Question about Intel Motherboard
When I start the computer everything starts up all fans the hd the disk drive ect.
The cpu fan only starts up when it is another slot the sys_fan in this case the weird thing is the cpu_fan slot has 4 pins and the sys_fan slot only has three.
I have resetted the video card, memory, cpu fan etc.
I have taken out the bios battery waited and then put back in.
I've tried everything else have been able to find on the internet short of putting a jumper on the cpu_fan slot because someone said the mobo wouldn't start up if nothing was plugged into that slot. I didn't try it because i do not have a jumper.
I'm really out of ideas other than taking it into a shop.
Any help would be greatly appreciated thank you.
The four-pin CPU fan connector is the same as the three-pin (red is for voltage, black is ground and yellow for the rpm reading) but also adds a blue wire used by some BIOS sets to adjust the RPM speed of the fan. The three-pin will fit into a four-pin connector without modification, using a jumper is DEFINITELY not recommended as it could short your board.
If your system has the four-pin fan, and it boots and runs without error, it may be that your CPU is running cool enough that the fan is not needed at the time. Check your BIOS for a hardware monitor to see the actual CPU temperature. Also, you may have added utilities in Windows to give the fan speed and CPU temperature in real time. You may also notice the CPU fan kicking in when doing CPU intensive operations (virus scans, etc.)
The four-pin fan would run from a three-pin connector but would always run at full speed because the RPM Adjust signal is not present.
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Posted on Jan 02, 2017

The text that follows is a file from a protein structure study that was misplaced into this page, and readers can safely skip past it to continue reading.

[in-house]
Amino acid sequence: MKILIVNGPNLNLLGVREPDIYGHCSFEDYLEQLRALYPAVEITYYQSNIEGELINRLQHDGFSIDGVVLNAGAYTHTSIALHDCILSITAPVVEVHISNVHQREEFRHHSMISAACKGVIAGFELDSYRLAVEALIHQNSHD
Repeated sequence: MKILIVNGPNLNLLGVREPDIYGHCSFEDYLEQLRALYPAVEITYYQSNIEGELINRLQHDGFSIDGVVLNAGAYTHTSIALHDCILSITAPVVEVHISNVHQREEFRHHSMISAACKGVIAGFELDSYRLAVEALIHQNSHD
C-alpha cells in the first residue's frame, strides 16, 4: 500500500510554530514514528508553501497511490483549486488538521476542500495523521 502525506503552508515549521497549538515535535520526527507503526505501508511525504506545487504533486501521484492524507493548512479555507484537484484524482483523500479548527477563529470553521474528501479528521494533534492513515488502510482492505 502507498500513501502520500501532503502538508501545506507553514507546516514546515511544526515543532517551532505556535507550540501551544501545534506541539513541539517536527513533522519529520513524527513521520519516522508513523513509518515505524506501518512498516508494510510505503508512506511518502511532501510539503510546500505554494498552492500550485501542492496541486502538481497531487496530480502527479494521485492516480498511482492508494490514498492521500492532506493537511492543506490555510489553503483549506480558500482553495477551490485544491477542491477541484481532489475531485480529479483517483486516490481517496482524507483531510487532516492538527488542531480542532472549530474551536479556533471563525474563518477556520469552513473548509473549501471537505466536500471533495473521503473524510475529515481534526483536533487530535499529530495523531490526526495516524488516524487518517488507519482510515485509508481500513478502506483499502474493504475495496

Tips for a great answer:
Oct 13, 2012 | Gigabyte Giga Byte Technology Ga H55m Usb3...
WARNING: Before you start troubleshooting remember that you are dealing with electricity that can KILL.
Make sure the computer turns on, if nothing happens (no lights, no sound, no fans, etc.) the computer has a power related issue.
Caution: Some of the below steps recommend removing physical parts within the computer. While in the computer it is highly recommend that you be aware of eloctrostatic discharge ESD and its potential hazards.
Remove new hardware
If any new HARDWARE has been recently added to the computer, remove that hardware to make sure it is not the cause of your issue.
If after removing the new hardware your computer works it's likely the computer is either not compatible with the new hardware or a system setting needs to be changed to work with the new hardware device.
Remove any disks or USB devices
Remove any disks, CD's, DVD's that are in the computer and if any USB devices (Ipods,drives, etc) are connected disconnect all of them as well. Reboot the computer and see if anything changes.
Disconnect external devices
Remove everything from the back of the computer except the power cable. Turn on the computer and see if it beeps normally. If the computer has never beeped keep the monitor or display connected to see if any change occurs.
Check all fans
Make sure all fans are running in the computer. If a fan has failed (especially the heat sink
fan for the CPU)
your computer could be overheating or detecting the fan failure causing the computer not to boot.
Check all cables
Verify that all the cables are properly connected at that there are no loose cables by firmly pressing in each cable.
All disk drives should have a data cable and power cable connected to them.
Your power supply should have at least one cable going to the motherboard.
Many motherboards may also have additional cables connected to them to supply power to the fans.
Disconnect all expansion cards